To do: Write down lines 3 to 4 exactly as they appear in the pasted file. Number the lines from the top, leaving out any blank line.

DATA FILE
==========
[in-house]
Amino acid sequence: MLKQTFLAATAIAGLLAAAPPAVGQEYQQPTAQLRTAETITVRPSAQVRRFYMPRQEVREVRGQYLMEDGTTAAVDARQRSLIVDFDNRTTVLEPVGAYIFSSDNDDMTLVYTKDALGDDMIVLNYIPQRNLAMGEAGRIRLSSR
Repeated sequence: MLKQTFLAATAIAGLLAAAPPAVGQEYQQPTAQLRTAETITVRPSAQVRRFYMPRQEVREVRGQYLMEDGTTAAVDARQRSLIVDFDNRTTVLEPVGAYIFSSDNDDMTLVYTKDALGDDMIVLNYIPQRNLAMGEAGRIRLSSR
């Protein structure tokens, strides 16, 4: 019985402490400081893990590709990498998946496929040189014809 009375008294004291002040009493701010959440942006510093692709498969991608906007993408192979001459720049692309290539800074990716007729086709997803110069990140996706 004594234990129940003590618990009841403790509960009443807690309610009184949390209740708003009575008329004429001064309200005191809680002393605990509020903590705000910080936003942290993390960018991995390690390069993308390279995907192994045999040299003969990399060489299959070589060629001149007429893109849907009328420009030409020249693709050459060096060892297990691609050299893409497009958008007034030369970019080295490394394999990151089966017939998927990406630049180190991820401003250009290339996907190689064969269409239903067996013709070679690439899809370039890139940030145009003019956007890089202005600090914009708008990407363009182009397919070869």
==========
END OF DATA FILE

Repeated sequence: MLKQTFLAATAIAGLLAAAPPAVGQEYQQPTAQLRTAETITVRPSAQVRRFYMPRQEVREVRGQYLMEDGTTAAVDARQRSLIVDFDNRTTVLEPVGAYIFSSDNDDMTLVYTKDALGDDMIVLNYIPQRNLAMGEAGRIRLSSR
């Protein structure tokens, strides 16, 4: 019985402490400081893990590709990498998946496929040189014809 009375008294004291002040009493701010959440942006510093692709498969991608906007993408192979001459720049692309290539800074990716007729086709997803110069990140996706 004594234990129940003590618990009841403790509960009443807690309610009184949390209740708003009575008329004429001064309200005191809680002393605990509020903590705000910080936003942290993390960018991995390690390069993308390279995907192994045999040299003969990399060489299959070589060629001149007429893109849907009328420009030409020249693709050459060096060892297990691609050299893409497009958008007034030369970019080295490394394999990151089966017939998927990406630049180190991820401003250009290339996907190689064969269409239903067996013709070679690439899809370039890139940030145009003019956007890089202005600090914009708008990407363009182009397919070869």